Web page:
They, apparently, don’t need the navies of the world to protect their ships. If I were shipping by container through one of the pirate infested areas, that is the company I would use.
Other shipping companies might take a lesson from ZIM.
Hat tip to John Moore for mentioning ZIM to me.
*In 1988 William Marina was the founding Dir. of the Florida-Israel Linkage Institute at FAU.
Hummel and Henderson base their argument mainly on the claim that the Fed was not an engine of inflation between 2001 and 2006 because the rate of growth of the monetary base and the rate of growth of various monetary aggregates were declining during that period. Indeed, they were declining. Computing the rates of growth for the December value relative to the preceding December value, I find the rates to be as follows for the monetary base: 2001, 8.7%; 2002, 7.5%; 2003, 5.8%; 2004, 5.0%; 2005, 3.6%, and 2006, 2.9%. The rates of growth of M2, computed on the same basis, were as follows: 2001, 10.3%; 2002, 6.3%; 2003, 5.0%; 2004, 5.7%; 2005, 4.0%; and 2006, 5.4%.
It does not follow, however, that simply because these (and other monetary) rates of growth were declining, the Fed bore no responsibility for fueling the housing bubble. If we begin at a high rate of growth, as indeed we did in 2001, then rates may fall and still be “inflationary” in their effect on certain asset markets. Consider, for example, that during the entire period from the fourth quarter of 2000 to the fourth quarter of 2006, real GDP rose by only 14.9%, whereas during the same period (December-to-December monthly figures being used) the monetary base increased by 38.3% and M2 by 42.7% — or, by 2.6 times and 2.9 times as much as real GDP, respectively.
In pondering the Hummel-Henderson thesis, I keep coming back to various analogies, such as this one: I walk onto the street and I’m hit by a car going 50 mph; the next day, I walk out and I’m hit by a car going 45 mph; and, being a slow learner, I walk out during the next three days and I’m hit in daily succession by cars going 40 mph, 35 mph, and 30 mph. After five days, I am pretty nastily banged up, but Hummel and Henderson come along to comfort me by informing me that my being hit repeatedly cannot actually have hurt me because each day the car that hit me was going slower than the one that hit me the day before.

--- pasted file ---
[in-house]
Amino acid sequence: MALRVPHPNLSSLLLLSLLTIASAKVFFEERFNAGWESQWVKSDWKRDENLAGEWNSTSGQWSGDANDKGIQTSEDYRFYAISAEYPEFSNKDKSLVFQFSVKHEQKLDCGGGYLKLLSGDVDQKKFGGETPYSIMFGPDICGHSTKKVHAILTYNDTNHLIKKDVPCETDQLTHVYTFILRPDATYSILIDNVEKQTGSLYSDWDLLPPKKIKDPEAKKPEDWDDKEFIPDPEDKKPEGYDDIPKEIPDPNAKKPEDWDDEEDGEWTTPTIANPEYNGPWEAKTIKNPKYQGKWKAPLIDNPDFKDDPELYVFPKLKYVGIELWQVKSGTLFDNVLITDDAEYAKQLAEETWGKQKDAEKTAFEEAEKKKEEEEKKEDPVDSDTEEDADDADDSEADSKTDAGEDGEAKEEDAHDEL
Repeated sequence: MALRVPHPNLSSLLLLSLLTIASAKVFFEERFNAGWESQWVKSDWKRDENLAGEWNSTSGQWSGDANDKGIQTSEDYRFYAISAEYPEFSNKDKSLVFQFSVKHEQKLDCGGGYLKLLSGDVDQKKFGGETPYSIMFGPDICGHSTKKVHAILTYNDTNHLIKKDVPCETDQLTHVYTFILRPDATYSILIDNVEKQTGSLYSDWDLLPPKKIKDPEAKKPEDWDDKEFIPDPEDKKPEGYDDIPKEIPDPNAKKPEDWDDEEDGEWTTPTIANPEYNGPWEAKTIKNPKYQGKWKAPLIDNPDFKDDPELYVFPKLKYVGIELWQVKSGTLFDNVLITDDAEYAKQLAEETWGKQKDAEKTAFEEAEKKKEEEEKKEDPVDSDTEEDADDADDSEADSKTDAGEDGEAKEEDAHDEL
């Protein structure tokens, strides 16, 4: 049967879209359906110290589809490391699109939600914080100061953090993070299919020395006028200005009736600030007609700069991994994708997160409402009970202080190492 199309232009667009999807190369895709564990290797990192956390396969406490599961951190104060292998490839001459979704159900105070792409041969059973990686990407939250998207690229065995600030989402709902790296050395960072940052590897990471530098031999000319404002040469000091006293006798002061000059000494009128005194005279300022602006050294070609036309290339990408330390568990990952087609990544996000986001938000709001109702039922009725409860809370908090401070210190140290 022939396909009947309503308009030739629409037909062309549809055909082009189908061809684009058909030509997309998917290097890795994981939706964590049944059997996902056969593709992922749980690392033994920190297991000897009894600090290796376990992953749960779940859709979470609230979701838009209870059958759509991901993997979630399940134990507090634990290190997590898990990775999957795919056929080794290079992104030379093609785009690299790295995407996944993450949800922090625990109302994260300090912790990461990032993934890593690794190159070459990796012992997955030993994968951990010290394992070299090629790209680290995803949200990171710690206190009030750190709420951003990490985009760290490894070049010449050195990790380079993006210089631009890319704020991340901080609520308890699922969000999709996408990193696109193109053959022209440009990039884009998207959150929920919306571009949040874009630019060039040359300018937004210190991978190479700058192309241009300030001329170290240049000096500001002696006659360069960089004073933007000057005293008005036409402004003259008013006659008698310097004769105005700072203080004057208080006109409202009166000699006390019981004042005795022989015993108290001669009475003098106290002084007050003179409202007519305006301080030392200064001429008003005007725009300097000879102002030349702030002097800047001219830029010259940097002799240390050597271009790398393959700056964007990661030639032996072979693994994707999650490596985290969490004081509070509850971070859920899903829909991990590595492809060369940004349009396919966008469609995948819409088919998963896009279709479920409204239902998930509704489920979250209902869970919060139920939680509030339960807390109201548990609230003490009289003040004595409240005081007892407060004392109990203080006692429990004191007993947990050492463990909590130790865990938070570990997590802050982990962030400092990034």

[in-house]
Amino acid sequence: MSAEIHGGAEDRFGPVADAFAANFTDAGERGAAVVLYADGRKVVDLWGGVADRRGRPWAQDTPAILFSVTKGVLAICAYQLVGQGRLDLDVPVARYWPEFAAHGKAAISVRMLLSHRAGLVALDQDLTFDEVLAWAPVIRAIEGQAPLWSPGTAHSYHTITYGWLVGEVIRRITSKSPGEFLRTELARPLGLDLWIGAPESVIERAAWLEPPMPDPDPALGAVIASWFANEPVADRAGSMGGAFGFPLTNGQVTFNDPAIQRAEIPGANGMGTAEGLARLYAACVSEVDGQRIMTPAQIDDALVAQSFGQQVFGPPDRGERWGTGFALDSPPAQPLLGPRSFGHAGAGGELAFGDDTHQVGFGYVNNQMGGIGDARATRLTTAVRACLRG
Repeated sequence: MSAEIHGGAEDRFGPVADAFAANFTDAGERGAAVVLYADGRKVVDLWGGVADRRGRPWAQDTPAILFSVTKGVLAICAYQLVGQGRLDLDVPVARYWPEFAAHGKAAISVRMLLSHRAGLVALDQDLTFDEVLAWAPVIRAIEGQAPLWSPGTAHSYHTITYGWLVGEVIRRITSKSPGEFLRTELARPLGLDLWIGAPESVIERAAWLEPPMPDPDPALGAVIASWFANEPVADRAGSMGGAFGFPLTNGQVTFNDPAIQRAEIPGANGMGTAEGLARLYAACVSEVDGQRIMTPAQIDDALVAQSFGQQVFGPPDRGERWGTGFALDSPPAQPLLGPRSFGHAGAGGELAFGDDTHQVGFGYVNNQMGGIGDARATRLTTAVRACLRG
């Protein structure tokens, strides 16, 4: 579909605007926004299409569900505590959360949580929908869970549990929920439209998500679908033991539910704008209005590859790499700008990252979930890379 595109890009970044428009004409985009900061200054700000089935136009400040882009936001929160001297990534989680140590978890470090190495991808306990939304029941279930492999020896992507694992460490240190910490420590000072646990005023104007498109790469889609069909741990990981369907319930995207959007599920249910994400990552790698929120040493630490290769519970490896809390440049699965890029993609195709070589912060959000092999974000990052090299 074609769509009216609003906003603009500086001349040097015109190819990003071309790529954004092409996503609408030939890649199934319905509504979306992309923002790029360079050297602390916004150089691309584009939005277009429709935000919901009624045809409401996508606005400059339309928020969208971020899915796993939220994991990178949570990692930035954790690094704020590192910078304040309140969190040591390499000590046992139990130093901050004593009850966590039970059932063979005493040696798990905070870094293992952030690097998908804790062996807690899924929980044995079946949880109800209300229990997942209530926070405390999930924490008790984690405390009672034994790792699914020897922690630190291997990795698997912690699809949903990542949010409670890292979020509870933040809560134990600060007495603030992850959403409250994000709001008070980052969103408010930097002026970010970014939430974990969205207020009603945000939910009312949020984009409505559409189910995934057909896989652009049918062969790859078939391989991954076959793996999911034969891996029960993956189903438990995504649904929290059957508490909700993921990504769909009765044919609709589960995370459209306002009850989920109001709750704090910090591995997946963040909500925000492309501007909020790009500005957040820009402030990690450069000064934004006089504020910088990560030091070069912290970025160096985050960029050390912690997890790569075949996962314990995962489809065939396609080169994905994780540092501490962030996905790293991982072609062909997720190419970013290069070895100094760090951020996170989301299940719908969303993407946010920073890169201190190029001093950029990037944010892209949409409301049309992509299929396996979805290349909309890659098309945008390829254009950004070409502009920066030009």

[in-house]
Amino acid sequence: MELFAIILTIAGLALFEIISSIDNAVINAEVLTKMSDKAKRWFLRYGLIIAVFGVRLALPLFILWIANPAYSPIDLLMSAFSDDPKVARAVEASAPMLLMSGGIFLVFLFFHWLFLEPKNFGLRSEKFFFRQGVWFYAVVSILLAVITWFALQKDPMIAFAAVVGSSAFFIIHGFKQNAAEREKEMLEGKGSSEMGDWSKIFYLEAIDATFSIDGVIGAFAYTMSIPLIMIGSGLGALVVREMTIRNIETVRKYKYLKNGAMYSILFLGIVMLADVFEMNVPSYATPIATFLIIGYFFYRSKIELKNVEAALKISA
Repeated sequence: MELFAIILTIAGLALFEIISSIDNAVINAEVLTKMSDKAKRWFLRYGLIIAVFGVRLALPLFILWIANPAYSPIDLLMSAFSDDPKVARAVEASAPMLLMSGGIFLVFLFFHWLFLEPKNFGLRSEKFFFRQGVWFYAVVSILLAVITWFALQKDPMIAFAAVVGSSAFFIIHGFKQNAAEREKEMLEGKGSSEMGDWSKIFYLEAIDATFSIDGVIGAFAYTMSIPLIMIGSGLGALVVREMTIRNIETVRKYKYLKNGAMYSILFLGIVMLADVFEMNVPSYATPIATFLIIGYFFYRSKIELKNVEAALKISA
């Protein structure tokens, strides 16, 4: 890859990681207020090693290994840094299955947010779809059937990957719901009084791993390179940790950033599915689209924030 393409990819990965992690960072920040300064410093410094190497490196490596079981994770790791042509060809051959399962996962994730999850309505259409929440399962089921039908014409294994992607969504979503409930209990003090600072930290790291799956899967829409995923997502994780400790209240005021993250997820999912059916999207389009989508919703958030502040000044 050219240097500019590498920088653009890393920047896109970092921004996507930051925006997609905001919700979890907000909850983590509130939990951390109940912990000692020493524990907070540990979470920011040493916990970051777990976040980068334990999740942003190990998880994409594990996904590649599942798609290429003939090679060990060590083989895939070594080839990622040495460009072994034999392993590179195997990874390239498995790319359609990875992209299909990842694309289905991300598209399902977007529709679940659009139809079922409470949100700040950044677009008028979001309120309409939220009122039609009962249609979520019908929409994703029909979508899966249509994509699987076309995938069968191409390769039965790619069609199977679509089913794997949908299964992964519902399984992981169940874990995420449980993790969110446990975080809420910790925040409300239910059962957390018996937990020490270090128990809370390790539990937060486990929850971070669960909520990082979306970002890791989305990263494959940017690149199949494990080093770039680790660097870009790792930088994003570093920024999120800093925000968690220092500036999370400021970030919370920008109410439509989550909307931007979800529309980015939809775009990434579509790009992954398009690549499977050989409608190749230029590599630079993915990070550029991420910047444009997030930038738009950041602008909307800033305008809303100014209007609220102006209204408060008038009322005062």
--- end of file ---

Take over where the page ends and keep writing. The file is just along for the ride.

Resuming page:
Hummel and Henderson also continue to endorse Alan Greenspan’s story that the real culprit was a surge in foreign savings that was invested in large part in U.S. housing-related securities, such as Fannie and Freddie’s bonds. I confess that I have never understood this story. In order to invest in U.S. securities of any kind, foreigners need to acquire dollars. And all dollars ultimately come from the Fed, because every dollar consists of either a circulating Federal Reserve note or a dollar deposit account subject to a variety of Fed controls. Was the Fed really powerless to “sterilize” the inflow of foreign savings? Or did it simply not attempt to offset this inflow, which it might have done by, for example, selling securities on the open market or by increasing required bank-reserve ratios?
In raising these questions, I assure my readers that I harbor no ideological or personal animus whatsoever against Jeff Hummel and David Henderson. Indeed, I love each of them as I would love a brother (which, in a sense, each of them is to me). I am puzzled by their persistence in attempting to persuade us with a story seemingly aimed at vindicating the Fed (while insisting, however, that, all things considered, the world would be better off without this central bank). I continue to believe that the Fed deserves a major part of the blame for the housing bubble because, however we tell this whole sorry story, our interpretation must inevitably include a plausible answer to the question: where’d the money (i.e., the dollars) come from?
David T. Beito
David T. Beito
Will the current outrage in Montgomery provoke a modern civil rights movement against eminent domain through the back door? It certainly should.
On Wednesday in Montgomery, developer Jim Peera displayed this map as part of his testimony at a public forum of the State Advisory Committee (which I chair) of the U.S. Commission on Civil Rights. The pins show buildings demolished by the city of Montgomery in 2008. As you can see, the vast majority are concentrated in one area which just so happens to be heavily black and low-income. Ironically, the area included the apartment of Rosa Parks.
Typically, the city will designate a building as"blighted" or a"nuisance," sometimes using a subjective and arbitrary standard, as in the Jimmy McCalll case. It then bills the owner for the demolition costs. Because many of these owners are poor, they will either have to abandon their land or sell it at a high discount to either a private developer or the city. Even when they can afford demolition, taxes, and other costs, the city has repeatedly destroyed the current or best use of the land by changing the zoning designation to single-family housing. The result is the same: abandonment of the land or sale at bargain-basement prices.
Unlike conventional eminent domain, the owner under eminent domain through the back door has no right to compensation from the city, even in theory.